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    Carleton Condominium Corporation No. 396 v Burdet, 2016 ONCA 394

    The Condominium Act, 1998 (the “Act”) stipulates that when a condominium owner accumulates arrears in respect of their required contributions to common expenses, the condominium corporation has a lien against their unit. The lien expires three months after the default that gave rise to the lien occurred unless a certificate of lien is registered within that time.

    However, this does not mean that a condominium corporation is barred from pursuing the arrears altogether if a certificate of lien is not registered within the three month period.

    In a recent case called Carleton Condominium Corporation No. 396 v Burdet (“Burdet“), the Ontario Court of Appeal confirmed that condominium corporations are able initiate civil actions against defaulting owners – even if they have failed to register a lien within the prescribed time.

    In coming to its decision, the Court relied on the language in section 136 of the Act which essentially states that since the Act does not expressly prohibit condominium corporations from suing defaulting owners for arrears, civil actions are a permissible avenue of recourse.

    In this regard, the Court stated, “it cannot have been the intention behind the Condominium Act, 1998 that if a condominium owner fails to pay common expenses and for some reason the corporation does not register a lien, the corporation is powerless to recover the arrears and the other owners must bear the consequences of the defaulting owner’s non-payment.”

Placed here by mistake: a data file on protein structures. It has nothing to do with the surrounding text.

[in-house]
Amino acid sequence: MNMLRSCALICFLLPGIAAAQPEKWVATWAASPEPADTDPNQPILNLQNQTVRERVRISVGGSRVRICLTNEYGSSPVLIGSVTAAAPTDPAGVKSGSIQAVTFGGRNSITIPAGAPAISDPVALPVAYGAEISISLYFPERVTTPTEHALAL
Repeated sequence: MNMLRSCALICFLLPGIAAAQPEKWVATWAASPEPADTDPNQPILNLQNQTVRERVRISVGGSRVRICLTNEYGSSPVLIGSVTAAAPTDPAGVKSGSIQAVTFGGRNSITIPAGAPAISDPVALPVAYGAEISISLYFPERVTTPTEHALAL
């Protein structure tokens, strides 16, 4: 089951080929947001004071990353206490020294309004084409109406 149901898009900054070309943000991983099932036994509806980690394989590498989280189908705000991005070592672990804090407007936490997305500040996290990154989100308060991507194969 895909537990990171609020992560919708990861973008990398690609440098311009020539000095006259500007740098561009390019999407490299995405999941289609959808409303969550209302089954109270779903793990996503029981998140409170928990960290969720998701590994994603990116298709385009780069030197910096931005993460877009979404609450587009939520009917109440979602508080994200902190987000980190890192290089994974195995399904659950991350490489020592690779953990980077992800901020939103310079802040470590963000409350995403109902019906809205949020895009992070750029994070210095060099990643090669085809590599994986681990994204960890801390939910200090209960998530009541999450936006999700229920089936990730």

The Burdet decision has also confirmed the right of condominium corporations to recover all of their reasonable legal and other costs that they incur in the course of their attempts to collect the arrears.

    In Burdet, the defendants had accumulated $289,070.37 in combined principal and interest and were ordered to pay $790,914.63 in legal fees and disbursements.

    Although the amounts of money and the circumstances involved in the Burdet case are extraordinary, the ruling is still important for the average condominium owner as it provides confirmation and clarity on the following points:

    1. Condominium corporations can register liens against the units of owners who have accumulated common expense arrears as long as they do so within three months of the default in payment;

    2. Even if a lien has not been registered in the prescribed time, condominium corporations can commence civil proceedings to sue defaulting owners for the arrears owing; and

    3. Condominium corporations can seek reimbursement for all reasonable legal costs and other expenses incurred in connection with the collection or attempted collection of unpaid amounts.

    For more information on condominium fees please contact a member of the Real Estate Team at Merovitz Potechin LLP.

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    Posted By: Merovitz Potechin

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